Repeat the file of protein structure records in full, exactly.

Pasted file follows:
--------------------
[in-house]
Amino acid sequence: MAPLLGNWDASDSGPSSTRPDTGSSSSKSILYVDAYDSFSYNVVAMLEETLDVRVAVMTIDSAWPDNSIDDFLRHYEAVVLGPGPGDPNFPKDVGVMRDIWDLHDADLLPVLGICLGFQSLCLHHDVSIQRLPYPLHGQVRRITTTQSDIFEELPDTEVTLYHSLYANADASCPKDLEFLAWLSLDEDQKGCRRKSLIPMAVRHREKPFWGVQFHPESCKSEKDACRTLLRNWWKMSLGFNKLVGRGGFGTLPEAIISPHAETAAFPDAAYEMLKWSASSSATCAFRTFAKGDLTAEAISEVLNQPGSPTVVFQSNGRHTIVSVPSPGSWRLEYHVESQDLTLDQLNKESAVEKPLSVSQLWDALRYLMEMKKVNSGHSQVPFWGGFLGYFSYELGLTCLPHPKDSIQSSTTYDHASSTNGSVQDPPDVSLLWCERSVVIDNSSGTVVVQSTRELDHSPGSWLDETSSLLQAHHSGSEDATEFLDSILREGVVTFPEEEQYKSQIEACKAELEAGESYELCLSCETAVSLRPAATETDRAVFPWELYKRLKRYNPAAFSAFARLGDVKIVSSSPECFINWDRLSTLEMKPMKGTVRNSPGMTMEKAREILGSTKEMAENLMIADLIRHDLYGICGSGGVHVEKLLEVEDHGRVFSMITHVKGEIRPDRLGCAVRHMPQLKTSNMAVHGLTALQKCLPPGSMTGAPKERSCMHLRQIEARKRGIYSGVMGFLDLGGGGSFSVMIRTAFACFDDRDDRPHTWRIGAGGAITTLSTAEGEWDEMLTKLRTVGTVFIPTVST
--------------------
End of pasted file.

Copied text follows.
[in-house]
Amino acid sequence: MAPLLGNWDASDSGPSSTRPDTGSSSSKSILYVDAYDSFSYNVVAMLEETLDVRVAVMTIDSAWPDNSIDDFLRHYEAVVLGPGPGDPNFPKDVGVMRDIWDLHDADLLPVLGICLGFQSLCLHHDVSIQRLPYPLHGQVRRITTTQSDIFEELPDTEVTLYHSLYANADASCPKDLEFLAWLSLDEDQKGCRRKSLIPMAVRHREKPFWGVQFHPESCKSEKDACRTLLRNWWKMSLGFNKLVGRGGFGTLPEAIISPHAETAAFPDAAYEMLKWSASSSATCAFRTFAKGDLTAEAISEVLNQPGSPTVVFQSNGRHTIVSVPSPGSWRLEYHVESQDLTLDQLNKESAVEKPLSVSQLWDALRYLMEMKKVNSGHSQVPFWGGFLGYFSYELGLTCLPHPKDSIQSSTTYDHASSTNGSVQDPPDVSLLWCERSVVIDNSSGTVVVQSTRELDHSPGSWLDETSSLLQAHHSGSEDATEFLDSILREGVVTFPEEEQYKSQIEACKAELEAGESYELCLSCETAVSLRPAATETDRAVFPWELYKRLKRYNPAAFSAFARLGDVKIVSSSPECFINWDRLSTLEMKPMKGTVRNSPGMTMEKAREILGSTKEMAENLMIADLIRHDLYGICGSGGVHVEKLLEVEDHGRVFSMITHVKGEIRPDRLGCAVRHMPQLKTSNMAVHGLTALQKCLPPGSMTGAPKERSCMHLRQIEARKRGIYSGVMGFLDLGGGGSFSVMIRTAFACFDDRDDRPHTWRIGAGGAITTLSTAEGEWDEMLTKLRTVGTVFIPTVST